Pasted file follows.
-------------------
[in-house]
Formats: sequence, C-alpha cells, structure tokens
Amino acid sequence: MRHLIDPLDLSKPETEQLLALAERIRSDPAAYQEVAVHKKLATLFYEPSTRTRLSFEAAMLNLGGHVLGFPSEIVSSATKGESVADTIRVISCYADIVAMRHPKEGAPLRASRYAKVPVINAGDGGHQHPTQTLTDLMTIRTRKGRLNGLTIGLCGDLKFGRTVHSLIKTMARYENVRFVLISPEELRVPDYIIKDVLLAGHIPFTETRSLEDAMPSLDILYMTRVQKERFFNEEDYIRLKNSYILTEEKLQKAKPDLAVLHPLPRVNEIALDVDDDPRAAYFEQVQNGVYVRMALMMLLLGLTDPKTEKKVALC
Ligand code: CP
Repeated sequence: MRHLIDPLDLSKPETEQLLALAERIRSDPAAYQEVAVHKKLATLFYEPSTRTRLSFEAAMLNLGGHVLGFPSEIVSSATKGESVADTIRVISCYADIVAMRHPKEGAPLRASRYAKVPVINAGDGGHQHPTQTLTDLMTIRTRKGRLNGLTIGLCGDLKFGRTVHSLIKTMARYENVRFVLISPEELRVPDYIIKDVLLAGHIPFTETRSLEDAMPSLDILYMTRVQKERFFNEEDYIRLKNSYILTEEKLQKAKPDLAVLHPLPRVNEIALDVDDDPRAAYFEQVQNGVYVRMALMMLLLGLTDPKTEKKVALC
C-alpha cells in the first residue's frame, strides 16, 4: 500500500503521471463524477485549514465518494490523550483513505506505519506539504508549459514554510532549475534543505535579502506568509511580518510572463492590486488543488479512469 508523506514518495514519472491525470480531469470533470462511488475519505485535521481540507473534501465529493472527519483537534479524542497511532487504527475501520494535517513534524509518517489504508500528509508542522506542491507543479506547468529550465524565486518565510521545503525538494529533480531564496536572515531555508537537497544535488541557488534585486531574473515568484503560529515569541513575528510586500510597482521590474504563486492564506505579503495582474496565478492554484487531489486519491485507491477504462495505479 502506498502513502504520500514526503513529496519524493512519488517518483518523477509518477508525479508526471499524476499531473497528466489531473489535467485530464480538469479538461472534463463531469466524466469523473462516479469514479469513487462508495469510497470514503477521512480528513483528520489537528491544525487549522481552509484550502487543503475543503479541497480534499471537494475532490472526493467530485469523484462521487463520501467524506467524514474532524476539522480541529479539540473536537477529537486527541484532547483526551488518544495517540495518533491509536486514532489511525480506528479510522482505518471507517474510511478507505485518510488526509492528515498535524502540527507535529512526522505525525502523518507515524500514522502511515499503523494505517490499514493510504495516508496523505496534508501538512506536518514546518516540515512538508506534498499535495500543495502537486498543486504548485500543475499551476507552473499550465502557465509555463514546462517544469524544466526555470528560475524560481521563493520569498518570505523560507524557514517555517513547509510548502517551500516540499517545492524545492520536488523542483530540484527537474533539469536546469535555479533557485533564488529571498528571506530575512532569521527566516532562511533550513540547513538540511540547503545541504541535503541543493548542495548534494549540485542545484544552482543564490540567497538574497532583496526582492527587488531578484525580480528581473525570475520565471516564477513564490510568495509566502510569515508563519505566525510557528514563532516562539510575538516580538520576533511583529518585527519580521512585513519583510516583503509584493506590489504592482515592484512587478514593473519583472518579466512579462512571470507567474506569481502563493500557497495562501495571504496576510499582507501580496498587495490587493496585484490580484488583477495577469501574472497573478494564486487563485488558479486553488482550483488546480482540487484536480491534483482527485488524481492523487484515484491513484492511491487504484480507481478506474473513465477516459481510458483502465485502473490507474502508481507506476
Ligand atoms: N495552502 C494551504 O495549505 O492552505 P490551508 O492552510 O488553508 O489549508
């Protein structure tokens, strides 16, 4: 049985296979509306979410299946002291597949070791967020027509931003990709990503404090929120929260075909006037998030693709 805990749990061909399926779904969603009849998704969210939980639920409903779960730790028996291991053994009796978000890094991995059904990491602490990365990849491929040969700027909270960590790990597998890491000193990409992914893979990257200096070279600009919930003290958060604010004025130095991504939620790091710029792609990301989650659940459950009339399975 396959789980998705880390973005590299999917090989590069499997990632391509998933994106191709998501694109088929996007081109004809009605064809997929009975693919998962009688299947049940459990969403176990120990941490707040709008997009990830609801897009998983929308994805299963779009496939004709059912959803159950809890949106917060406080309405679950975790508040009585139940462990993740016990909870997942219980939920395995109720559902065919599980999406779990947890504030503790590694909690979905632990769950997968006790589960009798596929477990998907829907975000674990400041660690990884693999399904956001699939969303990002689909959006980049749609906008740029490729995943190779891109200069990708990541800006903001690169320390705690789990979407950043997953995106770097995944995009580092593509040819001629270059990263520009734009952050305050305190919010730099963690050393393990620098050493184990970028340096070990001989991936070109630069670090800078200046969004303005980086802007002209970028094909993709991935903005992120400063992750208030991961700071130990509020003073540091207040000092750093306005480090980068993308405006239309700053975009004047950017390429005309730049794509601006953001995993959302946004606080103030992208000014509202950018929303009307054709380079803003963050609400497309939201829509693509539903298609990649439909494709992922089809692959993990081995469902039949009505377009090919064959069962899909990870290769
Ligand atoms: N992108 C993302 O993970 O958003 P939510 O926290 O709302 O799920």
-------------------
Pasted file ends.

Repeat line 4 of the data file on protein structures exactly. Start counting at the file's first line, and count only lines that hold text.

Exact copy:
Ligand code: CP